With the new year, comes new goals and endless possibilities. For many of you, starting a new business is on the top of your To-Do list for 2020. You have your idea, great – you figured out a catchy name – awesome – but how will you register your business with the local and federal government?
Business registration is very important as it establishes your business as a legal entity and provides a layer of legal protection.
Typical Business Forms:
- A Limited Liability Corporation (LLC) provides personal liability protection and is a formal business structure. Under an LLC, a company owner may have to pay unemployment compensation for themselves. There are different restrictions and requirements for LLCs that have single or multiple members. When it is set up properly, an LLC can be taxed like a partnership, which is an advantage.
- A Sole Proprietorship is an unincorporated business with one owner, where all income and losses are taxed on the individual’s personal income tax return. This means the owner is personally responsible for all of the company’s debt. Sole proprietorships are easy to form, easy to dissolve and the owners enjoy sole control of the business profits.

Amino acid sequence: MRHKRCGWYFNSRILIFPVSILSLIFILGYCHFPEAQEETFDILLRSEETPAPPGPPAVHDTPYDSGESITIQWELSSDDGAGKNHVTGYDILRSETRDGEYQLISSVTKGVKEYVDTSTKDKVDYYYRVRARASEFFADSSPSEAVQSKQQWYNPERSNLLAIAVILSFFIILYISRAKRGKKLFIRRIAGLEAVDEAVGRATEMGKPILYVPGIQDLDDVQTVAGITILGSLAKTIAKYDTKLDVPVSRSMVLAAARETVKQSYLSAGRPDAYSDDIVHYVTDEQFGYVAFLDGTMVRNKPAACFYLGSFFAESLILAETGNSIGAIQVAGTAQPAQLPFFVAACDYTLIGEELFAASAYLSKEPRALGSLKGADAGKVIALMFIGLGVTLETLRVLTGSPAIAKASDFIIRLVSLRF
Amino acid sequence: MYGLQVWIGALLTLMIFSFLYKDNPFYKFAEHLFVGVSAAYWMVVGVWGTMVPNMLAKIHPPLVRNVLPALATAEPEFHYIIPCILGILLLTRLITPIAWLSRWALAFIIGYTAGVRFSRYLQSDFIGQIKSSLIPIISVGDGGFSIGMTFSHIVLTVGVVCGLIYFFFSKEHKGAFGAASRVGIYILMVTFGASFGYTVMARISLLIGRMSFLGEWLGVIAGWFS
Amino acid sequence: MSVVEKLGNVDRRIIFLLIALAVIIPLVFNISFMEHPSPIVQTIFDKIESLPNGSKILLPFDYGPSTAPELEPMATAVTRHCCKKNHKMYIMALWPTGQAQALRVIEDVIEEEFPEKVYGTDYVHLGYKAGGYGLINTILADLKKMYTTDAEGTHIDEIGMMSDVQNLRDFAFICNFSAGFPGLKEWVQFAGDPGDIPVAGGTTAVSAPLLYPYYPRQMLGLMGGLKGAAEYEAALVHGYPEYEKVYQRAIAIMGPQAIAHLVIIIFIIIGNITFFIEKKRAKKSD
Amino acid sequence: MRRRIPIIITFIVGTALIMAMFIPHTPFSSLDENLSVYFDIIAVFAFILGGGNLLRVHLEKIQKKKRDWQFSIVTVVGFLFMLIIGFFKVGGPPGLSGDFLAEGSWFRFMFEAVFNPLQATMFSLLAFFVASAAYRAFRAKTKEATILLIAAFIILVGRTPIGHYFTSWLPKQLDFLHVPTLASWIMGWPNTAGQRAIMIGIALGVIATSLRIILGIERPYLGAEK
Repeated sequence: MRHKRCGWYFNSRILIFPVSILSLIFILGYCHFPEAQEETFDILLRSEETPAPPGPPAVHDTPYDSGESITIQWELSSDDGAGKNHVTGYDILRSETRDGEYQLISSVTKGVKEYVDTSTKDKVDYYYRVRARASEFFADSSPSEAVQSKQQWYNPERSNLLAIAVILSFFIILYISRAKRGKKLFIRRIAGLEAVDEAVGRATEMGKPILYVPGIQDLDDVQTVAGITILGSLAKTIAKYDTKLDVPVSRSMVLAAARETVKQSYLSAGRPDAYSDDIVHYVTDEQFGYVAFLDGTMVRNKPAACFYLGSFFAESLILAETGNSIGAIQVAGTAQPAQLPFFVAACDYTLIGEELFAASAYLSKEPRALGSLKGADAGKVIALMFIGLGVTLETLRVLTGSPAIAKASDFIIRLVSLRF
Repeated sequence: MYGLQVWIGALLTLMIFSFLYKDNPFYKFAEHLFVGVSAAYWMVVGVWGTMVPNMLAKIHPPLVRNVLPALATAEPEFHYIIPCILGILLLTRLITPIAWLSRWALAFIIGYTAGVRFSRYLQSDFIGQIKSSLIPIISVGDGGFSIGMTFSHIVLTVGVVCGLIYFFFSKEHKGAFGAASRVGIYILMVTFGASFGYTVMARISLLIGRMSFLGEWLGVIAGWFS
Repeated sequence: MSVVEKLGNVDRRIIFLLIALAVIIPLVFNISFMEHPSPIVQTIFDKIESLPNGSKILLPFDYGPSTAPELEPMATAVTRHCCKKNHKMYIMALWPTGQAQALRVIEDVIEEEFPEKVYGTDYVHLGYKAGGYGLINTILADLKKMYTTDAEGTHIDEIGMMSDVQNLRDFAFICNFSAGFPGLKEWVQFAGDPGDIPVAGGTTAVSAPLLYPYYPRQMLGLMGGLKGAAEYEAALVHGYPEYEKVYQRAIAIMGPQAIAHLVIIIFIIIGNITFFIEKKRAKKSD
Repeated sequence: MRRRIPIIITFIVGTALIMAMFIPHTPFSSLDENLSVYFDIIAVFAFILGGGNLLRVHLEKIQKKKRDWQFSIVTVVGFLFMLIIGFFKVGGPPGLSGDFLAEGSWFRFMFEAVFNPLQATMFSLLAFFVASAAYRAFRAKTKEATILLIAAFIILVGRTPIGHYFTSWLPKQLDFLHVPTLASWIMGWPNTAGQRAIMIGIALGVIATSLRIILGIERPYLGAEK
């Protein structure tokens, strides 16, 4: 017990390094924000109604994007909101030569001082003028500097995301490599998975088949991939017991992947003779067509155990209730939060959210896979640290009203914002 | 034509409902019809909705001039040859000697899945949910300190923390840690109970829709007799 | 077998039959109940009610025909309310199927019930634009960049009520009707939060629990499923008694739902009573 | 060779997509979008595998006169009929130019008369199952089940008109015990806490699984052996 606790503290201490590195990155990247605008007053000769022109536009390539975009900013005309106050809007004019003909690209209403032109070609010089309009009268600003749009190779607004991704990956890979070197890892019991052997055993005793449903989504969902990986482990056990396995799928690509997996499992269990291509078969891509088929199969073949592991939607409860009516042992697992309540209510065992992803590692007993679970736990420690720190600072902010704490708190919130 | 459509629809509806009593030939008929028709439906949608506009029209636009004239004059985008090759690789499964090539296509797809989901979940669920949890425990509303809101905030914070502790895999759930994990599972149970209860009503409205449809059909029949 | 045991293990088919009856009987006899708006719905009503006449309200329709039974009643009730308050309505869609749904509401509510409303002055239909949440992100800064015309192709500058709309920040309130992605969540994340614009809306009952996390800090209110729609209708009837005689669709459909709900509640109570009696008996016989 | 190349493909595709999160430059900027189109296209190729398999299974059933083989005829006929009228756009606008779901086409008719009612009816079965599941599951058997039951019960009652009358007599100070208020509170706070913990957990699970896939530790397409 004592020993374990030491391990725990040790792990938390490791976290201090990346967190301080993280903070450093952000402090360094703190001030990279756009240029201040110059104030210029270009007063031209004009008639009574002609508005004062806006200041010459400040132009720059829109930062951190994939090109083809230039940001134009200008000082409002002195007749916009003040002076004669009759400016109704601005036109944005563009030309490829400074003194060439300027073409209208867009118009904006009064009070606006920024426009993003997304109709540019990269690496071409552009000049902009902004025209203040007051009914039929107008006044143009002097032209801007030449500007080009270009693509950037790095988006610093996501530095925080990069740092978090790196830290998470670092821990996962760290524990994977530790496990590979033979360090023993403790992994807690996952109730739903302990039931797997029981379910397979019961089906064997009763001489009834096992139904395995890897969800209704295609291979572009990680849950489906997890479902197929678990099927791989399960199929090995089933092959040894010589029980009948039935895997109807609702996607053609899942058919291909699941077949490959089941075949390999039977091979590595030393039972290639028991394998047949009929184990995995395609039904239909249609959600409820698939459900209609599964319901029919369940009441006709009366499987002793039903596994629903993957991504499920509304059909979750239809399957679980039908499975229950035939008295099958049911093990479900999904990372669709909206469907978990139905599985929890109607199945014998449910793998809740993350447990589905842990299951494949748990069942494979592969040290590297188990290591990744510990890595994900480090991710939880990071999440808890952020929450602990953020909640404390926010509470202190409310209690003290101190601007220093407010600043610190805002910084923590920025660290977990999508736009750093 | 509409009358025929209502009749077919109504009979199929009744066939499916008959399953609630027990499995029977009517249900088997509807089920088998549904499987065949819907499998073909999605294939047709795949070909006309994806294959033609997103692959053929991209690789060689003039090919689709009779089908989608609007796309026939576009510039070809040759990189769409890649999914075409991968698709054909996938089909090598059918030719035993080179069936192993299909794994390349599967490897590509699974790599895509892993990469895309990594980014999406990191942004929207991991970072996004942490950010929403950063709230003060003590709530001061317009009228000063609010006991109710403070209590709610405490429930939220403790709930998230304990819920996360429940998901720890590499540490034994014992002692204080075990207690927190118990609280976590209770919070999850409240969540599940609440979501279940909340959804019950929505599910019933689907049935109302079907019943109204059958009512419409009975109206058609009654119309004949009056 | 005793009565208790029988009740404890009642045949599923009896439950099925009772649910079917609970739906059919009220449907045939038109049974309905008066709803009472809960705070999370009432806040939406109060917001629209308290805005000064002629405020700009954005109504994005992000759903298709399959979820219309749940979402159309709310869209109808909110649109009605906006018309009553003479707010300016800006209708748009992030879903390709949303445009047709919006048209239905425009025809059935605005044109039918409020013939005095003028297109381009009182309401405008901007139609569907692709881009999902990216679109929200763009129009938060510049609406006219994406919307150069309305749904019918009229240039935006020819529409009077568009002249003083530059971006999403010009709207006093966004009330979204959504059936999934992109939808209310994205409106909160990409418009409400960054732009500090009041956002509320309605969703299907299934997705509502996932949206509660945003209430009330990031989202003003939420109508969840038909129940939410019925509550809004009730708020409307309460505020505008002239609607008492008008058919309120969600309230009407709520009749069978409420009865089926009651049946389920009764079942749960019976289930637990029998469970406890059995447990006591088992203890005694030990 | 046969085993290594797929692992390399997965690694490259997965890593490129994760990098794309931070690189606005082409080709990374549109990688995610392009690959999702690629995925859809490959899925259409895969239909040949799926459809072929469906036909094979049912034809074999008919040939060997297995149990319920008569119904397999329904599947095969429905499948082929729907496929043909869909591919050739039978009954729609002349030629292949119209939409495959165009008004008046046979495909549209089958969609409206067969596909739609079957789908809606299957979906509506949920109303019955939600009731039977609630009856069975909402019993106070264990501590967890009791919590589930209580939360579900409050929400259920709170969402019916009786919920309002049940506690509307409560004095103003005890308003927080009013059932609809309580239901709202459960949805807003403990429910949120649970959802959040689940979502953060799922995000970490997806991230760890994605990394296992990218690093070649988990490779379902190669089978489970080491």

- A Corporation is a closely held corporation where profits and losses are passed directly to shareholders of the corporation. It is the most flexible type of company. The owners are protected against legal action, should a lawsuit surface. Corporations are required to appoint a board of directors, hold regular meetings and etc. Income is taxable as both personal and business revenue.
- A Partnership is formed with two or more individuals through a written agreement. This type of entity can have their own unique set of tax and liability issues. All individuals share the same responsibilities, good or bad.
- An S-corporation is not a type of business structure but does provide tax benefits. An S-corporation protects the personal assets of its shareholders. An LLC can elect to be treated as an S-Corporation but must file the proper documents with the IRS and must be approved.
Please note: The content herein is legal information and does not constitute legal advice. Consult both your lawyer and tax advisor for the requirements of the state or jurisdiction where you intend to headquarter your business.